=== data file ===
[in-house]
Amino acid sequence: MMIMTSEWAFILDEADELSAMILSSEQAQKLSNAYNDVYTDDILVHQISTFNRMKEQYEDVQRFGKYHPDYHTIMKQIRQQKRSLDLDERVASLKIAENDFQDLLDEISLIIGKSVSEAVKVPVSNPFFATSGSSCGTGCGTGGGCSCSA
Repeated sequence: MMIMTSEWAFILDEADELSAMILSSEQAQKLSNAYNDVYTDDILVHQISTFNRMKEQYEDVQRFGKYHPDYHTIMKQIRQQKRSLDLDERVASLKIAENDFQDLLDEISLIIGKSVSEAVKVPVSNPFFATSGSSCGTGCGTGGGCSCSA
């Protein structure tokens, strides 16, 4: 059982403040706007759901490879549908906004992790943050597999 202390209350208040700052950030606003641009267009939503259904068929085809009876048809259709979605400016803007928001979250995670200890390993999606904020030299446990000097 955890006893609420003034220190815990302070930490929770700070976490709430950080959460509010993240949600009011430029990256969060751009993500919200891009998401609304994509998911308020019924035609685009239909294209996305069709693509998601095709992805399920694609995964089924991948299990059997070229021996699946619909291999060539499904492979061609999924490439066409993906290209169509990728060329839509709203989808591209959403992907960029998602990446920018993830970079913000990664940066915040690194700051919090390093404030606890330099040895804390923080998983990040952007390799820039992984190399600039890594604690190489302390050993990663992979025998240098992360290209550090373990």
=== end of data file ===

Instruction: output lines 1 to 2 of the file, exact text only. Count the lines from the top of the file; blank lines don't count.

[in-house]
Amino acid sequence: MMIMTSEWAFILDEADELSAMILSSEQAQKLSNAYNDVYTDDILVHQISTFNRMKEQYEDVQRFGKYHPDYHTIMKQIRQQKRSLDLDERVASLKIAENDFQDLLDEISLIIGKSVSEAVKVPVSNPFFATSGSSCGTGCGTGGGCSCSA